Nabbing headlines for over a decade has been Sound designers Greg P. Russell, 16-time Oscar loser, and Kevin O’Connell, the biggest Oscar loser in history with 20.  Two staples in the sound community that continue to seek out their next big opportunity for recognition.  The community is small and they have all seemed very supportive of each other over the years.   

Chris Munro, another double nominee this year for “Captain Phillips” and “Gravity,” will share his award with Lievsay but has already won an Oscar for his work on Ridley Scott’s “Black Hawk Down.”  The entire team with him on “Phillips” – Chris Burdon, Mark Taylor, and Mike Prestwood, are all first time nominees.  Talk about passing the baton.

One thing that often comes up is what is the difference between Sound Mixing and Sound Editing.  Normally they go to the same film as we’ve seen with “Hugo,” “The Bourne Ultimatum,” and “The Hurt Locker.”  I like to think that the readers and film lovers out there KNOW that there is a difference but probably just can’t articulate it into words.  I thought I’d offer a very simple reasoning on why someone like Skip Lievsay, who does both, is one of the most talented technical members working in the industry today.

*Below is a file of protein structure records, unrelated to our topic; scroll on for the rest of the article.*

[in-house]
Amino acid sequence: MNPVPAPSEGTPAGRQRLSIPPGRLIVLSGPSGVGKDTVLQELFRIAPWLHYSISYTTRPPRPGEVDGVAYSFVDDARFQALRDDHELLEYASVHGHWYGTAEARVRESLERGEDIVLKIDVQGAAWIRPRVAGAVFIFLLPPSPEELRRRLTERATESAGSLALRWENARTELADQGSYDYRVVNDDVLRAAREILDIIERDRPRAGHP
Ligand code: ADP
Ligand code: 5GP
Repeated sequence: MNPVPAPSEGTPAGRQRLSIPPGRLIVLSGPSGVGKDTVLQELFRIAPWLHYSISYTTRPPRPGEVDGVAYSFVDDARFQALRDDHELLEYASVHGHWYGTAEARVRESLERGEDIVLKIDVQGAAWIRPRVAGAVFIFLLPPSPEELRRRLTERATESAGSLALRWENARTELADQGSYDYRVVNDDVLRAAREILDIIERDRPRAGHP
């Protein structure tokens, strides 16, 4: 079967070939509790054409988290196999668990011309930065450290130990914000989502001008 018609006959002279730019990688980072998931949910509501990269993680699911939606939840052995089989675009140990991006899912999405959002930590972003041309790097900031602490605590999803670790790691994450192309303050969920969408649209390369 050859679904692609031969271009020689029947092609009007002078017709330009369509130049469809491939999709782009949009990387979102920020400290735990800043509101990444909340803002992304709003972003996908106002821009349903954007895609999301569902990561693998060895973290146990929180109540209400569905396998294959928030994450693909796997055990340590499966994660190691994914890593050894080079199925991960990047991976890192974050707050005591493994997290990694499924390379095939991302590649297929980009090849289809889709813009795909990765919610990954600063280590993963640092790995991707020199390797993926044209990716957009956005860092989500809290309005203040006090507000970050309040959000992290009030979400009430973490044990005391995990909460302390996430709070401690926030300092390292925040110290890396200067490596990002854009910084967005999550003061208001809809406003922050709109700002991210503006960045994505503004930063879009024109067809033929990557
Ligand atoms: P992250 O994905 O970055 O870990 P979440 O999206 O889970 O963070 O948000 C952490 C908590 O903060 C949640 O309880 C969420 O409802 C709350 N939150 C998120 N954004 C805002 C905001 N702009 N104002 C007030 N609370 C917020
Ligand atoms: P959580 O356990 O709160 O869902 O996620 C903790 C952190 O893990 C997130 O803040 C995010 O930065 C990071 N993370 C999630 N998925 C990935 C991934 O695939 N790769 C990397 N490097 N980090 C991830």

GRAVITYSound editing is the process by which sounds are sought out, created and captured for the film.  If you require a sound of a car turning into Optimus Prime, than the Sound Editor goes and finds it.  The sound editor finds, creates, and captures the actual sounds you hear in the film.  They will either go out and find a real life Optimus Prime and capture the sound of him switching back into a car or if he’s not available, will create  the sound by mixing together many sounds.

The sound mixer, will put those sounds, from the sound editors, into a track and place them in the film.  It’s not just about putting the sound in the track.  You need the sound of the car transforming into the robot, with a voice over monologue, and cars crashing, all to sound uniformed, not drowning out one another.  They also must take into account the score and most of all, the dialogue.

One cannot exist without the other.  Better yet, Skip Lievsay can do both of these jobs.  In this year’s case, he only did the mixing job on “Gravity” and “Inside Llewyn Davis.”  Not a bad year for an overdue craftsman.  Check out the video of the SoundWorks Collection for both films.